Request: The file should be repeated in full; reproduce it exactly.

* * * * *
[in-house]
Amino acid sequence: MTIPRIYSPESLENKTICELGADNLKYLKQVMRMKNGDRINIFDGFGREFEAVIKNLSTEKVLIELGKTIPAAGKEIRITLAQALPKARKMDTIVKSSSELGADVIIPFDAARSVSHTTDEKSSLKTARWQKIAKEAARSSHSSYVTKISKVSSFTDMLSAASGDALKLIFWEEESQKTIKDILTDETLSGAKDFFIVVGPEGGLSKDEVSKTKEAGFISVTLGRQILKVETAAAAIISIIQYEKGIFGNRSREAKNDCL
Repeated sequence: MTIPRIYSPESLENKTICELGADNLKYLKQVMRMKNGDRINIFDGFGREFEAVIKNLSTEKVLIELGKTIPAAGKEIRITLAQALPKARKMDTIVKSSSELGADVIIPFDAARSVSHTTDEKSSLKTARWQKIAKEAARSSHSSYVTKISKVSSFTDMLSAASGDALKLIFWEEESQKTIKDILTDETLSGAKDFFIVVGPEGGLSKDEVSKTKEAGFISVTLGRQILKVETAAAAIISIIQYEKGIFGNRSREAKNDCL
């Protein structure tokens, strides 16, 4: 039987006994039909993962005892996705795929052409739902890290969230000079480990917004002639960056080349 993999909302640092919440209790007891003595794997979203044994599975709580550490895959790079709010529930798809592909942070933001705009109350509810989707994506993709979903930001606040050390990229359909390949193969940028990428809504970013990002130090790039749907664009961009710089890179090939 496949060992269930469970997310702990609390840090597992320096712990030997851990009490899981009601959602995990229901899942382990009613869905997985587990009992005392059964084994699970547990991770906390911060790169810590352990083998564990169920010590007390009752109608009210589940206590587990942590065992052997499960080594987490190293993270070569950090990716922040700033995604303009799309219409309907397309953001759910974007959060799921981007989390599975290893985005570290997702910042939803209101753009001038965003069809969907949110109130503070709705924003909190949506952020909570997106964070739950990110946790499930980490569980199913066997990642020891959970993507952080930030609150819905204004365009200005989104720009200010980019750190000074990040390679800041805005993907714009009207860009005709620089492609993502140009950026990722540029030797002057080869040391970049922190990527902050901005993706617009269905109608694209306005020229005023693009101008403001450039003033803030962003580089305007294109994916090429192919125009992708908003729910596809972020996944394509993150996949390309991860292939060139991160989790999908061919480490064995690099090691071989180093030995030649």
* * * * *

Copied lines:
[in-house]
Amino acid sequence: MTIPRIYSPESLENKTICELGADNLKYLKQVMRMKNGDRINIFDGFGREFEAVIKNLSTEKVLIELGKTIPAAGKEIRITLAQALPKARKMDTIVKSSSELGADVIIPFDAARSVSHTTDEKSSLKTARWQKIAKEAARSSHSSYVTKISKVSSFTDMLSAASGDALKLIFWEEESQKTIKDILTDETLSGAKDFFIVVGPEGGLSKDEVSKTKEAGFISVTLGRQILKVETAAAAIISIIQYEKGIFGNRSREAKNDCL
Repeated sequence: MTIPRIYSPESLENKTICELGADNLKYLKQVMRMKNGDRINIFDGFGREFEAVIKNLSTEKVLIELGKTIPAAGKEIRITLAQALPKARKMDTIVKSSSELGADVIIPFDAARSVSHTTDEKSSLKTARWQKIAKEAARSSHSSYVTKISKVSSFTDMLSAASGDALKLIFWEEESQKTIKDILTDETLSGAKDFFIVVGPEGGLSKDEVSKTKEAGFISVTLGRQILKVETAAAAIISIIQYEKGIFGNRSREAKNDCL
């Protein structure tokens, strides 16, 4: 039987006994039909993962005892996705795929052409739902890290969230000079480990917004002639960056080349 993999909302640092919440209790007891003595794997979203044994599975709580550490895959790079709010529930798809592909942070933001705009109350509810989707994506993709979903930001606040050390990229359909390949193969940028990428809504970013990002130090790039749907664009961009710089890179090939 496949060992269930469970997310702990609390840090597992320096712990030997851990009490899981009601959602995990229901899942382990009613869905997985587990009992005392059964084994699970547990991770906390911060790169810590352990083998564990169920010590007390009752109608009210589940206590587990942590065992052997499960080594987490190293993270070569950090990716922040700033995604303009799309219409309907397309953001759910974007959060799921981007989390599975290893985005570290997702910042939803209101753009001038965003069809969907949110109130503070709705924003909190949506952020909570997106964070739950990110946790499930980490569980199913066997990642020891959970993507952080930030609150819905204004365009200005989104720009200010980019750190000074990040390679800041805005993907714009009207860009005709620089492609993502140009950026990722540029030797002057080869040391970049922190990527902050901005993706617009269905109608694209306005020229005023693009101008403001450039003033803030962003580089305007294109994916090429192919125009992708908003729910596809972020996944394509993150996949390309991860292939060139991160989790999908061919480490064995690099090691071989180093030995030649």